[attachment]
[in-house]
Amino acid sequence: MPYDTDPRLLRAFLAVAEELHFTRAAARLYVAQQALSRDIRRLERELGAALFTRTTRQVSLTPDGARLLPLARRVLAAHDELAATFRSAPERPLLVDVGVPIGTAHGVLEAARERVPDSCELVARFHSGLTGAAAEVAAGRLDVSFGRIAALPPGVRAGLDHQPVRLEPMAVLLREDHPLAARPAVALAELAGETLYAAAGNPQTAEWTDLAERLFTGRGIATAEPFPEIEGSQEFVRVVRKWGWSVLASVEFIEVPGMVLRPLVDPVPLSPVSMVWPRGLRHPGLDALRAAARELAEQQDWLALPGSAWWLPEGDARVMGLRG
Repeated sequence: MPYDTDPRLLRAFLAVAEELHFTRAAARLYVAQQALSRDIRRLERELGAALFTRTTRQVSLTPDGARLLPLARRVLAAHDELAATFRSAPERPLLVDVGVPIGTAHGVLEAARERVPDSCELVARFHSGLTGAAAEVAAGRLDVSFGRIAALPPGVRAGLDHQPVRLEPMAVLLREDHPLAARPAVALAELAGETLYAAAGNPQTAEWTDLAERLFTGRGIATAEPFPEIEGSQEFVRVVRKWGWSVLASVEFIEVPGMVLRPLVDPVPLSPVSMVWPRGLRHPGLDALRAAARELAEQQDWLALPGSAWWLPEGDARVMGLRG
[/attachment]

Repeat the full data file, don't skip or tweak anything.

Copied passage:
[in-house]
Amino acid sequence: MPYDTDPRLLRAFLAVAEELHFTRAAARLYVAQQALSRDIRRLERELGAALFTRTTRQVSLTPDGARLLPLARRVLAAHDELAATFRSAPERPLLVDVGVPIGTAHGVLEAARERVPDSCELVARFHSGLTGAAAEVAAGRLDVSFGRIAALPPGVRAGLDHQPVRLEPMAVLLREDHPLAARPAVALAELAGETLYAAAGNPQTAEWTDLAERLFTGRGIATAEPFPEIEGSQEFVRVVRKWGWSVLASVEFIEVPGMVLRPLVDPVPLSPVSMVWPRGLRHPGLDALRAAARELAEQQDWLALPGSAWWLPEGDARVMGLRG
Repeated sequence: MPYDTDPRLLRAFLAVAEELHFTRAAARLYVAQQALSRDIRRLERELGAALFTRTTRQVSLTPDGARLLPLARRVLAAHDELAATFRSAPERPLLVDVGVPIGTAHGVLEAARERVPDSCELVARFHSGLTGAAAEVAAGRLDVSFGRIAALPPGVRAGLDHQPVRLEPMAVLLREDHPLAARPAVALAELAGETLYAAAGNPQTAEWTDLAERLFTGRGIATAEPFPEIEGSQEFVRVVRKWGWSVLASVEFIEVPGMVLRPLVDPVPLSPVSMVWPRGLRHPGLDALRAAARELAEQQDWLALPGSAWWLPEGDARVMGLRG